“A Total Indifference to our Dignity” – Older People’s Understandings of Elder Abuse

8 Jun

Research Launch Report

2.30 pm-4.00 pm, Monday 13th of June 2011-06-08 Wynn’s Hotel, Dublin 

This report is the first Irish study to directly consult with older people about their perceptions of elder abuse. Funded by the Centre for Ageing and Research and Development in Ireland (CARDI) the project titled A total indifference to our dignity: Older People’s Understandings of Elder Abuse brought together research partners from a range of agencies, sectors and disciplines, including Queen’s University Belfast, Trinity College Dublin, the University of Ulster, the South Eastern Health and Social Care Trust (NI) and Age Action Ireland, an independent researcher and four peer researchers. Findings show that the current definitions of elder abuse, which centre on the actions or inactions of a person or persons where there is an expectation of trust, ignore wider societal issues like the withdrawal of respect and recognition. This serves to place older people in vulnerable positions. Standard typologies of abuse were recognised by participants, although sexual abuse was not commonly mentioned except when prompted. However, what emerged was a new concept of ‘personhood abuse’. This refers to societal attitudes; how these affect a person’s confidence, autonomy and agency resulting in an inability to say no or to stand up for oneself against abusive acts, words and pressures possibly from fear of negative repercussions such as withdrawal of contact and/or care. Many ways were identified to support older people and reduce the opportunity for abusive actions to occur. They centred on community-based and peer supports through to ‘having someone to talk to’ and being aware of their rights. Continued involvement in community based activity keeps people active and participating in society. For example community transport and clubs, supported people’s access to amenities and opportunities for engagement and were identified as ways to prevent abuse from happening. Enhanced status, resources and support therefore need to be given to these types of community activities to prevent abuse occurring in the first place. These types of supports can enable older people to share their concerns in an everyday setting and to gain informal support and confidence; seeking more formal interventions when necessary. Jill Manthorpe, Professor of Social Work, King’s College London has commented  that there are few examples of older people contributing to debates on elder abuse and so this report will be of interest to policy makers, researchers and practitioners in helping services beyond the island of Ireland. Yet this is only one step in a longer journey to explore older people’s views and experiences. We will need to talk to people who are in different circumstances to complete our picture of what older people want and feel they have a right to expect. The authors of the research would very much like to hear from you with your reactions to the study.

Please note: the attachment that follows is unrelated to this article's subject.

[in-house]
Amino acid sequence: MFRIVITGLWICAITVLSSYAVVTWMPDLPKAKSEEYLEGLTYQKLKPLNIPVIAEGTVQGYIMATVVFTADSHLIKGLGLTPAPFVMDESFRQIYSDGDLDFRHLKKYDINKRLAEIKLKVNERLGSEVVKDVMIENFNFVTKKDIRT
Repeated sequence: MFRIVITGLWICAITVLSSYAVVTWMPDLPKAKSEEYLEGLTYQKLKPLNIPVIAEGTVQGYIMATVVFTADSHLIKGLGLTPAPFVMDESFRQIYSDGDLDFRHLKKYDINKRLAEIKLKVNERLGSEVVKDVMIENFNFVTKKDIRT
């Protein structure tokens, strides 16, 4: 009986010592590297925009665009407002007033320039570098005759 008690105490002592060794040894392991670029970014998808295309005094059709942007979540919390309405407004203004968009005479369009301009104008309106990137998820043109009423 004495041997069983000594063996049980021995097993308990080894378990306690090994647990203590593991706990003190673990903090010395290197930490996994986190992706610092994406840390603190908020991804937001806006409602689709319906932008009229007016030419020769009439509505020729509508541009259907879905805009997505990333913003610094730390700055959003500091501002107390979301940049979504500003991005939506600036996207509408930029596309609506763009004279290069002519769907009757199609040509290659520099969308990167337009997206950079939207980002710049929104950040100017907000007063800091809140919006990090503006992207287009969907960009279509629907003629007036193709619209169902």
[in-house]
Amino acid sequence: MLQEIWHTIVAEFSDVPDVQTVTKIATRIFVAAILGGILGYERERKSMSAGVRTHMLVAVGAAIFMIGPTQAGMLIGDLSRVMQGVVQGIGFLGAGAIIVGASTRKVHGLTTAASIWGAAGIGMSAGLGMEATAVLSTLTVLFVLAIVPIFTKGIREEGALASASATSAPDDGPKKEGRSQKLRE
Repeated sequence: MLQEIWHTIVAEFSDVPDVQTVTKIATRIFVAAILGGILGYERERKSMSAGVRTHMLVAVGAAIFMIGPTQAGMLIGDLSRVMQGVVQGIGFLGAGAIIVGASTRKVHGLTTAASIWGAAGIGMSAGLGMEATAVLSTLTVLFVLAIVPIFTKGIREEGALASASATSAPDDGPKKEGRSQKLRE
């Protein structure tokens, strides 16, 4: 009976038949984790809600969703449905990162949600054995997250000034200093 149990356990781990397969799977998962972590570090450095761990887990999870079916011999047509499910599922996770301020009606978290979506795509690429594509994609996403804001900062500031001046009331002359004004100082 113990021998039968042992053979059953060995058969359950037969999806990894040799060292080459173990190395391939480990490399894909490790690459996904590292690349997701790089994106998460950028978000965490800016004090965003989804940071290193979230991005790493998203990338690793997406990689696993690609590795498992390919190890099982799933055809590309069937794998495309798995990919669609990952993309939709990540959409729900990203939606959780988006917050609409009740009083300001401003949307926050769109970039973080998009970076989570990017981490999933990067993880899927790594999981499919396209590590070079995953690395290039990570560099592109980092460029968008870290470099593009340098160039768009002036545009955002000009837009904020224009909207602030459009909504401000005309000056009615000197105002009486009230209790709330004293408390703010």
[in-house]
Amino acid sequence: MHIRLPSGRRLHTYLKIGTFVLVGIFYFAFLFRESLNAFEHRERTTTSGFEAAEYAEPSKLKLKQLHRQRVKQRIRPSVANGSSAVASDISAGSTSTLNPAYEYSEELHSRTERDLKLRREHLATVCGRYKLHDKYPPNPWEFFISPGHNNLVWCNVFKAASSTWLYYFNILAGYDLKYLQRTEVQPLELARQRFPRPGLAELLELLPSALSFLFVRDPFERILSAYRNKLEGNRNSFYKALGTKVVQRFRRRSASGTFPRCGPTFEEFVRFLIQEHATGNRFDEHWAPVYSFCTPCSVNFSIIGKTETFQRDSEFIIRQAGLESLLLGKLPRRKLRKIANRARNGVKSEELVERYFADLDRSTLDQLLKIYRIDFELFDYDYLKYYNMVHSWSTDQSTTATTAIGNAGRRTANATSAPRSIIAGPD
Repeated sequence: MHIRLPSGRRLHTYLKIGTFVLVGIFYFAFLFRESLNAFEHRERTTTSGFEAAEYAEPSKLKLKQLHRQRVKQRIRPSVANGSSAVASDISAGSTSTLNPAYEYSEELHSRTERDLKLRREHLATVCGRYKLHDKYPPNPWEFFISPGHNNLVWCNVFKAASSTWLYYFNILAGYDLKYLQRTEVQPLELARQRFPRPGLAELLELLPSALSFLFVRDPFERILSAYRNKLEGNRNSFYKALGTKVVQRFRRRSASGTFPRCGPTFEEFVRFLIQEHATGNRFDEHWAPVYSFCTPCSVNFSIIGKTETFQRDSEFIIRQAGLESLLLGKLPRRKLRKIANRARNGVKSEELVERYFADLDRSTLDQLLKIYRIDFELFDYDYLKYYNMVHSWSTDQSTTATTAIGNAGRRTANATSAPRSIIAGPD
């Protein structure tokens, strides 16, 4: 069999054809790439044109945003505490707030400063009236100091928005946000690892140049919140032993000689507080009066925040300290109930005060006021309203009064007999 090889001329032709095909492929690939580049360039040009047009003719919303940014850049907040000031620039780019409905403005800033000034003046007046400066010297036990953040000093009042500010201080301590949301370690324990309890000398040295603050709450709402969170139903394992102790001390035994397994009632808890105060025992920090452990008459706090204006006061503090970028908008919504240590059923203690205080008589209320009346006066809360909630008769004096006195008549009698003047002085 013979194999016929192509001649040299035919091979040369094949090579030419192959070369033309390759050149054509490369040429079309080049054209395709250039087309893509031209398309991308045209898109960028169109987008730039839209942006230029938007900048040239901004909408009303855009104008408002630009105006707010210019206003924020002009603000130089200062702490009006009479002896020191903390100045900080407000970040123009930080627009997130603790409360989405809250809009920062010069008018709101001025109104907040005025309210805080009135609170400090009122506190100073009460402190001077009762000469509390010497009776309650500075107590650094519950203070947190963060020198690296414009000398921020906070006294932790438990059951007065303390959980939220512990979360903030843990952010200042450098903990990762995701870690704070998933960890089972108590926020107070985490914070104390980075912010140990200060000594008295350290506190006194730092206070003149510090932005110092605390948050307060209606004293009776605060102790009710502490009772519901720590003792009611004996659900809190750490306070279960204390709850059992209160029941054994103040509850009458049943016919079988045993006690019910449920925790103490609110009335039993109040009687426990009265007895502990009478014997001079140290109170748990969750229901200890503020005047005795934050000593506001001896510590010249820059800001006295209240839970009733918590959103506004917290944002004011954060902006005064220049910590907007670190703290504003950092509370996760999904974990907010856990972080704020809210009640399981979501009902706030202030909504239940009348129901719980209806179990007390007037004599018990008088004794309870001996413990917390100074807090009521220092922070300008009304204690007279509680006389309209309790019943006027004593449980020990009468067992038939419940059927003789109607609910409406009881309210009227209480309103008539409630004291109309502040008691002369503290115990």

Dr Janet Carter-Anand

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